In an effort to address the carbon impact of building and refitting sailing boats, organisers of new around-the-world boat race The Race Around have announced plans to deliver the most innovative sustainability program the sport has ever seen.
Working with academics, the ‘Class40’ race will explore the latest sustainable innovations in boat building, including the use of recyclable fibres and resins, to integrate a more circular approach to construction within the class and wider industry. A Life Cycle Assessment (LCA) will follow the build process in order to quantify the reduction in environmental impact of sustainable materials and processes.
The data will help set a benchmark for the carbon footprint of the entire boat building process. The outcomes of the research could also be applied to the car and renewable energy industries, amongst others.
In a sailing first, The Race Around will also offer entry fee reductions to competitors actively cutting the carbon impact of the boat building or refit process who share the data with race organisers ahead of the 2023 event. A mandatory carbon budget will then be introduced for the second edition of the race in 2027.
The vast majority of sailing boats are currently constructed using energy intensive methods that produce high levels of carbon, nitrogen and sulphur dioxide. At the end of life most are sent to landfill.
A prototype Class40 boat, to be built early next year, as part of the research project, will act as a case study to showcase the capabilities of the cutting edge materials at regattas and boat shows and provide vital insights for other industries. Ways to extend the lifespan of existing Class40 boats and integrate sustainable approaches to refitting as well as tackling the problems of end of life disposal are also being studied as part of The Futures Program.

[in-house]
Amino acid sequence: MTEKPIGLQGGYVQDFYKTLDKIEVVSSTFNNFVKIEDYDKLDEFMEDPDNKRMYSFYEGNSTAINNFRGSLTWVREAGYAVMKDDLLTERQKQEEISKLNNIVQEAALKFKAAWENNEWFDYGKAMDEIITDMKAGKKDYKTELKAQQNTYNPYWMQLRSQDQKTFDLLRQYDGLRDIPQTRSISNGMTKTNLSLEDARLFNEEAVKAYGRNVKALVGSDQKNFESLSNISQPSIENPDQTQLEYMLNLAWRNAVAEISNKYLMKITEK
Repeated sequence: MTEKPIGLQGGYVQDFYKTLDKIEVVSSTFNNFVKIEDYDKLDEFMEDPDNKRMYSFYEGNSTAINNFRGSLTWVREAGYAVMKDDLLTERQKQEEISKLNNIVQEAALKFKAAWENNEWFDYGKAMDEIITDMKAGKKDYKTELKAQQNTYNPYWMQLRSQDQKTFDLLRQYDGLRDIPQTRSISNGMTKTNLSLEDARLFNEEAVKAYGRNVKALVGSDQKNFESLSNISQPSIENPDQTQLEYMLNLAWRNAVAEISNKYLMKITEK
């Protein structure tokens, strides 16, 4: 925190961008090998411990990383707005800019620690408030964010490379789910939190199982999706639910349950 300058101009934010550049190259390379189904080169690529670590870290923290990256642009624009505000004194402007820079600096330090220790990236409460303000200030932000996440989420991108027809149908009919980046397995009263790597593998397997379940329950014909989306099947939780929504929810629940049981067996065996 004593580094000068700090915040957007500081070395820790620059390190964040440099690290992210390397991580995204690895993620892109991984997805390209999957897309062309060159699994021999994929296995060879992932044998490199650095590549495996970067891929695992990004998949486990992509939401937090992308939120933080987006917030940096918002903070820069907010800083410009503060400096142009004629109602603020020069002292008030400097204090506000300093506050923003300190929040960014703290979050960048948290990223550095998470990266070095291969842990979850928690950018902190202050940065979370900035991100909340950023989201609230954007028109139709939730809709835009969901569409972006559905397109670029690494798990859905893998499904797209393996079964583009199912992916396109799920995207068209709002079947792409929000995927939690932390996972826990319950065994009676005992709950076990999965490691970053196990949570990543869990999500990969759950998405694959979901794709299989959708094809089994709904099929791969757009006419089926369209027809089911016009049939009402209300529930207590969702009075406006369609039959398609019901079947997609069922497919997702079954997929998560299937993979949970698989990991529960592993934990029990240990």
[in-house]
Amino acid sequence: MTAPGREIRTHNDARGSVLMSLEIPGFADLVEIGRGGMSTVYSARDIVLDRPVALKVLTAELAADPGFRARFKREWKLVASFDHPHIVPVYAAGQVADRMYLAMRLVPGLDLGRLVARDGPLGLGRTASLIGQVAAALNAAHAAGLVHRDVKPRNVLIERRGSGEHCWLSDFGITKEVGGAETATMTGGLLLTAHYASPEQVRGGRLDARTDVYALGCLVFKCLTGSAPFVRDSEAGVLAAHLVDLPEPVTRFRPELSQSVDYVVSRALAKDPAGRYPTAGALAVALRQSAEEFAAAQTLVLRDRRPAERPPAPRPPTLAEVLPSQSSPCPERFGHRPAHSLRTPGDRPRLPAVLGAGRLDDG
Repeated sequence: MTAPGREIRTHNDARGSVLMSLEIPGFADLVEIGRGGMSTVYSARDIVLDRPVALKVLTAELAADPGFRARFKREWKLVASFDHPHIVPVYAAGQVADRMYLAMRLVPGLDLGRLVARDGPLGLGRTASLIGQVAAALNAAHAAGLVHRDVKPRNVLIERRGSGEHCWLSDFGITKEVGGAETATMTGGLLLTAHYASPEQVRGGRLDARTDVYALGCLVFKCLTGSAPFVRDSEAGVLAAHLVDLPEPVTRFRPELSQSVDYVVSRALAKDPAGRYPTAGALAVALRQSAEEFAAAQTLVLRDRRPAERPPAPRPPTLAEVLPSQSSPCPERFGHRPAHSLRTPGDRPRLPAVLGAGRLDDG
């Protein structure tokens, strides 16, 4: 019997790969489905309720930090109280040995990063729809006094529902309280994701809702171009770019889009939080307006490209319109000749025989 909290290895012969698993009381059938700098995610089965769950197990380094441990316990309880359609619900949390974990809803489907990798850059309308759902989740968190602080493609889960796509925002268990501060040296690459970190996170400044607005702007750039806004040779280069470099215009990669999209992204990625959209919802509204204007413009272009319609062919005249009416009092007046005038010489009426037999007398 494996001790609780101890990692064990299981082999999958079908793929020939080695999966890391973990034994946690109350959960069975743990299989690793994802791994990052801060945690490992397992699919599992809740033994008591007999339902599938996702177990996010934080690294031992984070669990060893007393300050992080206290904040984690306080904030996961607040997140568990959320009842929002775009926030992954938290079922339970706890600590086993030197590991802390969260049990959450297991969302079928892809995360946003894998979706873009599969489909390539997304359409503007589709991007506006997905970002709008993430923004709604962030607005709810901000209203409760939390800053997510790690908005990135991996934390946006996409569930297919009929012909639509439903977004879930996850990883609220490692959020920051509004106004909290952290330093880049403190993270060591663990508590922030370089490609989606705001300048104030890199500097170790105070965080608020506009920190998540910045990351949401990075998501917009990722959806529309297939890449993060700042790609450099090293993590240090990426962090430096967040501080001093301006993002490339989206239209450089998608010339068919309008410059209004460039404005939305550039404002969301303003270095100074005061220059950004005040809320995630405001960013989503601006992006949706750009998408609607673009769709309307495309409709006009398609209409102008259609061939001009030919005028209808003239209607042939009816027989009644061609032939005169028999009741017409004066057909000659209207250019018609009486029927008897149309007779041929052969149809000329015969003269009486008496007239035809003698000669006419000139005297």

Sam Holliday, co-founder of The Race Around, said: “The sailing industry is addressing certain elements of its environmental impact but more needs to be done. We want to disprove the theory that sustainable alternatives to traditional methods, whilst reducing carbon emissions, impact performance.
“By collaborating with academics, and sharing the data with the wider industry, which will also be relevant to other businesses and industries, we want to drive real change and large scale transformation.”
The organisers already have a track record in implementing sustainability measures through The Atlantic Cup which was the first regatta to be certified Platinum in 2016 by Sailors for the Sea, an achievement repeated in 2018. It was also the first event to be certified ISO 20121 compliant in the United States.